By Amy Silverman
By Olivia LaVecchia
By Monica Alonzo and Stephen Lemons
By Chris Parker
By Michael Lacey
By Weston Phippen
Hydrologists from the Department of Water Resources agree with the private hydrologist who scouted water for Inscription Canyon that the wells in Hootenany Holler may not even reach the aquifer that the development has drilled into, but rather they just tap into pockets of water working their way down to the aquifer. Therefore, they argue, pumping the Inscription Canyon well should not affect the levels in their wells at all.
"They're getting all the water first," McCraine argues. "Water does not flow uphill."
But this spring, when Nadine Weber had her well checked, the water had dropped 10 feet, even after a wet winter and spring.
McCraine told Weber and the other Hootenany Holler folks that if their wells ran dry, they could buy water from his water company so long as they paid to have the pipes run to it.
"They can hook into my water company today," he told New Times.
Weber did not see it as a generous gesture.
"Swayze," she told him, "all these people have already paid for their water. They drilled wells."
It doesn't matter.
"I don't want to debate the equity issues, because there's no question they're there," says Jim Holway from ADWR. "But in terms of what the law says, if the developer tells you if you go dry I'll hook you up, that's more than his legal commitment."
You can buy the science you need. Because state and federal agencies really don't have the money and the personnel to analyze the environmental consequences of every project, they require developers and miners and other businesses to contract with their own experts and then submit their reports for approval. The consultants' livelihoods, then, depend on how well they can walk the ethical line between meeting the criteria set out by the agencies and giving their clients the information that will make their deals go through.
Paul Manera, the Paradise Valley hydrologist who reported on the water available to Inscription Canyon Ranch, has been in business for 40-some years. Agency personnel, water attorneys and competing hydrologists who know him say that he has a talent for bringing in the kind of reports that his clients need. Manera counters that if he weren't ethical, he wouldn't be able to remain in business.
Aquifers are fed by snow melt and rainwater that find their way down into the water table. The one beneath Williamson Valley, according to Manera's study, likely consists of two bodies of water, an upper aquifer and a lower aquifer, that flow into a bigger body of underground water called the Big Chino aquifer, which, depending on who you talk to, may or may not constitute part of the headwaters of the Verde River.
Manera's study, which he completed in 1994, claims that the amount of water flowing through the aquifer beneath the Inscription Canyon well each year is 3,430 acre feet. This does not describe the total amount of water in the aquifer, but rather the amount that seeps in as snow melt and rainwater flow into the larger aquifer.
At full build-out, Manera estimates, the 1,850 houses and the golf course will use only 633.7 acre feet per year, or one-fifth of the rate at which the aquifer refreshes itself. In other words, plenty of water.
However, to say that the development will only pump a fifth of the water does not take into account how much water is already being pumped.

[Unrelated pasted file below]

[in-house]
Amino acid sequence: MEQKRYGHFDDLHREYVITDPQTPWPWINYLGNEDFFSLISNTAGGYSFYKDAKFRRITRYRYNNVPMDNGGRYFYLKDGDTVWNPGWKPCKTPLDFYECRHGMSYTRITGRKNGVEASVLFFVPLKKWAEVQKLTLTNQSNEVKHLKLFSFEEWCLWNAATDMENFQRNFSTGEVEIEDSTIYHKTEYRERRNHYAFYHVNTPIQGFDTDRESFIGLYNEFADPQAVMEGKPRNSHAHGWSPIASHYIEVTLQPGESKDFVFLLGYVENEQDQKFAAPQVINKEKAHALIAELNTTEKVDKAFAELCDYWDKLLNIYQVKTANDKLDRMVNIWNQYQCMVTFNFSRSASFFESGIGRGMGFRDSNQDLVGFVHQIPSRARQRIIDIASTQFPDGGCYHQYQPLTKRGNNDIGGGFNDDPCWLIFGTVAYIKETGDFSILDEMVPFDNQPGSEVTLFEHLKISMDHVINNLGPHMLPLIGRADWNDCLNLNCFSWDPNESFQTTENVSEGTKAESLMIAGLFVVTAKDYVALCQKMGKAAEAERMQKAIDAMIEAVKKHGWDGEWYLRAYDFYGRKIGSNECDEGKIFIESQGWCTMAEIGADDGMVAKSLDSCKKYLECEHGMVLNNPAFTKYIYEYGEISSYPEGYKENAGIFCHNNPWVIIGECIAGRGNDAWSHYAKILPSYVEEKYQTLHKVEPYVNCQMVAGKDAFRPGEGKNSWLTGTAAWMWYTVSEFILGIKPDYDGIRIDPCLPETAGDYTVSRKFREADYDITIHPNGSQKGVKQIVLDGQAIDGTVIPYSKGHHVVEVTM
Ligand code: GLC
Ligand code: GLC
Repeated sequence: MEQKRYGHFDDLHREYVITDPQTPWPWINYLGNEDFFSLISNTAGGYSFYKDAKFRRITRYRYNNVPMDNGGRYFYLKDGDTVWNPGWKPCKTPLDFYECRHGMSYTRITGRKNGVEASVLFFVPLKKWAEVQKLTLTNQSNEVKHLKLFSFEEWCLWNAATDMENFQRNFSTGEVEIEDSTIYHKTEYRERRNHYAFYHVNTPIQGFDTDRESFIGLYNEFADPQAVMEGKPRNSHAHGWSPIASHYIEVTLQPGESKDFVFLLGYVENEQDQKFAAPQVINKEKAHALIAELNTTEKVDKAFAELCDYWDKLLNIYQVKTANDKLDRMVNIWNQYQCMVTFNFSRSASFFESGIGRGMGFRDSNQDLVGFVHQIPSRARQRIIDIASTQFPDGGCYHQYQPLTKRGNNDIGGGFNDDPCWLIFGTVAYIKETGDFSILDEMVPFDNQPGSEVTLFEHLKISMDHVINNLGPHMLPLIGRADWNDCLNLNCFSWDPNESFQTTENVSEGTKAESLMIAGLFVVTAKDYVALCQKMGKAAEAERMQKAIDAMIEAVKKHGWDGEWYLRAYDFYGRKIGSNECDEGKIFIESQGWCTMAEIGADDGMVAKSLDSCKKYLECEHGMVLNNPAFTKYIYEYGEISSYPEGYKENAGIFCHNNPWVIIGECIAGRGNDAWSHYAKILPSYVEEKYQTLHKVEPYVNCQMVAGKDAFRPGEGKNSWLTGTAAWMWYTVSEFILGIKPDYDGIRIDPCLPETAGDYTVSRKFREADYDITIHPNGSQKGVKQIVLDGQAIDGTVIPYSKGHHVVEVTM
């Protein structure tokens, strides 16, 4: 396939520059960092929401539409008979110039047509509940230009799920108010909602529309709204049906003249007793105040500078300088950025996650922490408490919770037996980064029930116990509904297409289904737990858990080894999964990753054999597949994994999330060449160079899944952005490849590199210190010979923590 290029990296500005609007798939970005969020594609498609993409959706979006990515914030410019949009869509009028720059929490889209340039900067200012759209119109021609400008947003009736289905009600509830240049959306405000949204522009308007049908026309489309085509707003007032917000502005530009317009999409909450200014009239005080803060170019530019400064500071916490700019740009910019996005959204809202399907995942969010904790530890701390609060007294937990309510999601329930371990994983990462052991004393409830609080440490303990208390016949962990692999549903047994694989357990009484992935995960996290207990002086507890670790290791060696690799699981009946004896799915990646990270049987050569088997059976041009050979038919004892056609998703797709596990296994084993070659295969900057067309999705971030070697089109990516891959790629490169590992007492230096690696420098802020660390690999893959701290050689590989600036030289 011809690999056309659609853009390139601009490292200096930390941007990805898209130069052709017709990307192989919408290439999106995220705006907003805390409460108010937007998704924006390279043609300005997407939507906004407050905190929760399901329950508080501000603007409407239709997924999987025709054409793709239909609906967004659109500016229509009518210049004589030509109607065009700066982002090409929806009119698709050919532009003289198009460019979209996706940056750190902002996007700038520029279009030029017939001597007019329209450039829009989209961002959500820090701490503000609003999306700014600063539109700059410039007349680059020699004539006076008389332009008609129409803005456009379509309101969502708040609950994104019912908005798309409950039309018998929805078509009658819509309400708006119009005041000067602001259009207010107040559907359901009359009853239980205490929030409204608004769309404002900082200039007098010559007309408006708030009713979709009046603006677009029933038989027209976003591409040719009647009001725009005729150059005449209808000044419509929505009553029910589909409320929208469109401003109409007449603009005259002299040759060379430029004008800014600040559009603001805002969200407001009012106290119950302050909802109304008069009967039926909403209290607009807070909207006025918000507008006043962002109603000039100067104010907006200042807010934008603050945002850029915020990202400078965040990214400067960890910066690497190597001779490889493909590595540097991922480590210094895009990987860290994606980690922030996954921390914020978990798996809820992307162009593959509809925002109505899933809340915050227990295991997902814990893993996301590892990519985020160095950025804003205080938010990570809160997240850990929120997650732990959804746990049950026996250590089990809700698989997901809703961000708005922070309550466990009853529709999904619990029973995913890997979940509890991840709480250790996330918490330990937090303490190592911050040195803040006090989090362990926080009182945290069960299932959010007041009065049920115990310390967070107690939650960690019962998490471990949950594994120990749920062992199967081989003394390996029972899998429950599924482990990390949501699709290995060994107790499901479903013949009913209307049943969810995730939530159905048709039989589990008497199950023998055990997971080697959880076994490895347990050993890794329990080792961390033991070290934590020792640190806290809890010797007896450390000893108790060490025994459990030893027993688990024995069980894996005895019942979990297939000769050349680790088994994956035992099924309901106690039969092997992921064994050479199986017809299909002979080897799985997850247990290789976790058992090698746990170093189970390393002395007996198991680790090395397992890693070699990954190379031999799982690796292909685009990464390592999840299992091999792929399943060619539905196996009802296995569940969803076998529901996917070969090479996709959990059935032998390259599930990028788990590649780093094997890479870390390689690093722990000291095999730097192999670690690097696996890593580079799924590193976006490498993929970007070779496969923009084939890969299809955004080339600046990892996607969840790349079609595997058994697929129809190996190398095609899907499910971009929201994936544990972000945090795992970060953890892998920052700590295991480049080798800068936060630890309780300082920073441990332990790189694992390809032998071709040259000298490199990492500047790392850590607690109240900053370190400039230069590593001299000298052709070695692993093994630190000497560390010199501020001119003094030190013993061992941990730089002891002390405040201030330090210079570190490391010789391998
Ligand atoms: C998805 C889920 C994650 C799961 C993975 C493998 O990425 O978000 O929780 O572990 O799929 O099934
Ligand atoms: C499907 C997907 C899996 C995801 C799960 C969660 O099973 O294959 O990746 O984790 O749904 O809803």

Manera's report quotes a figure he lifted from a U.S. Bureau of Reclamation survey which states that in 1990, 2,723 acre feet were being pumped out of the same aquifer, ostensibly by farmers. That figure is now eight years old. Manera thinks the water consumption would have decreased further by now as more agricultural land falls from production; Phil Foster from ADWR thinks it would have increased.
"There have been homes built out there," Foster says.
Swayze McCraine mentions that a nearby ranch pumps irrigation water from five wells in the same aquifer as his well. Manera's report suggests that the pumping referred to by the Bureau of Reclamation study "appears" to occur "downslope" from his calculations, and whether that statement is deliberately imprecise is anyone's guess.
If that much water were being pumped in the vicinity of the Inscription Canyon Ranch well, it would account for 79 percent of the recharge that Manera says is there. Added to the 633.7 acre feet the development would use, it accounts for 3,356.7 acre feet, just 73.3 acre feet shy of the 3,430 acre feet figure Manera says runs through the aquifer beneath McCraine's well.
And if that were the case, then there may not be that much extra water available. It could mean that the new development, in addition to any other development tapping into the aquifer--and McCraine thinks another 100 or so houses could hook into his water company--could result in groundwater mining. That would be legal outside of the AMA, but it could eventually pump down the aquifer, invoking the specter of taps running dry in top-dollar homes.
When asked about that fantasy, Manera backpedals unconvincingly: The Bureau of Reclamation studies were probably made farther downstream, he assumes, and certainly more water would be available, he also assumes, because it would flow into the aquifer at points along the way. That seems to be a lot of assumption for a purportedly scientific document. Perhaps the BuRec measurements were made in the Big Chino sub basin, he says--though his report specifies Williamson Valley. In fact, he doesn't really know. So why does he quote the Bureau of Reclamation figure in the first place?